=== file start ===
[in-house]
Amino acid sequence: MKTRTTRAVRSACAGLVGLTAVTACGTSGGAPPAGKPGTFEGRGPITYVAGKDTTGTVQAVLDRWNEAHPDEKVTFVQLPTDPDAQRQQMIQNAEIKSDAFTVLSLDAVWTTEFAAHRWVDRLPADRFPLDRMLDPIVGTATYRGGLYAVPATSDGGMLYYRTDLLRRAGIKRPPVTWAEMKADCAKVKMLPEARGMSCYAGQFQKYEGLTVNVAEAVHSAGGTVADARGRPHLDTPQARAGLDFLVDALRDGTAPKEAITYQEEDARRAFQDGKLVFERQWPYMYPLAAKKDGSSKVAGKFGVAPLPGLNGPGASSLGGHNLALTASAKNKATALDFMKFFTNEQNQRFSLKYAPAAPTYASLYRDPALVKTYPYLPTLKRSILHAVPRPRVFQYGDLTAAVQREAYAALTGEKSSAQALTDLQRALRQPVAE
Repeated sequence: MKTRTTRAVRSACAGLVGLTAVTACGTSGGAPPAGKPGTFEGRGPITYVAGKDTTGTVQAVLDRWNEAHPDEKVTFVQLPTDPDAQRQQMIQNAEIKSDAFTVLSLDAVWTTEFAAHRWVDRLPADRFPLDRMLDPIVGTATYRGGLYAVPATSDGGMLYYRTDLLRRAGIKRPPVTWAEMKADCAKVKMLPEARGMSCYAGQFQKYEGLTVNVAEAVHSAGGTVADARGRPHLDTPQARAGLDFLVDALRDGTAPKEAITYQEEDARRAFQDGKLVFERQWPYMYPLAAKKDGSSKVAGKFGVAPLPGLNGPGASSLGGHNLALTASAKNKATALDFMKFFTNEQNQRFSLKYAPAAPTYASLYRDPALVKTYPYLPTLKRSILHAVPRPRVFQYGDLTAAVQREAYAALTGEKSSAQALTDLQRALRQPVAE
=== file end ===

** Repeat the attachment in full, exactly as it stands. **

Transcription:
[in-house]
Amino acid sequence: MKTRTTRAVRSACAGLVGLTAVTACGTSGGAPPAGKPGTFEGRGPITYVAGKDTTGTVQAVLDRWNEAHPDEKVTFVQLPTDPDAQRQQMIQNAEIKSDAFTVLSLDAVWTTEFAAHRWVDRLPADRFPLDRMLDPIVGTATYRGGLYAVPATSDGGMLYYRTDLLRRAGIKRPPVTWAEMKADCAKVKMLPEARGMSCYAGQFQKYEGLTVNVAEAVHSAGGTVADARGRPHLDTPQARAGLDFLVDALRDGTAPKEAITYQEEDARRAFQDGKLVFERQWPYMYPLAAKKDGSSKVAGKFGVAPLPGLNGPGASSLGGHNLALTASAKNKATALDFMKFFTNEQNQRFSLKYAPAAPTYASLYRDPALVKTYPYLPTLKRSILHAVPRPRVFQYGDLTAAVQREAYAALTGEKSSAQALTDLQRALRQPVAE
Repeated sequence: MKTRTTRAVRSACAGLVGLTAVTACGTSGGAPPAGKPGTFEGRGPITYVAGKDTTGTVQAVLDRWNEAHPDEKVTFVQLPTDPDAQRQQMIQNAEIKSDAFTVLSLDAVWTTEFAAHRWVDRLPADRFPLDRMLDPIVGTATYRGGLYAVPATSDGGMLYYRTDLLRRAGIKRPPVTWAEMKADCAKVKMLPEARGMSCYAGQFQKYEGLTVNVAEAVHSAGGTVADARGRPHLDTPQARAGLDFLVDALRDGTAPKEAITYQEEDARRAFQDGKLVFERQWPYMYPLAAKKDGSSKVAGKFGVAPLPGLNGPGASSLGGHNLALTASAKNKATALDFMKFFTNEQNQRFSLKYAPAAPTYASLYRDPALVKTYPYLPTLKRSILHAVPRPRVFQYGDLTAAVQREAYAALTGEKSSAQALTDLQRALRQPVAE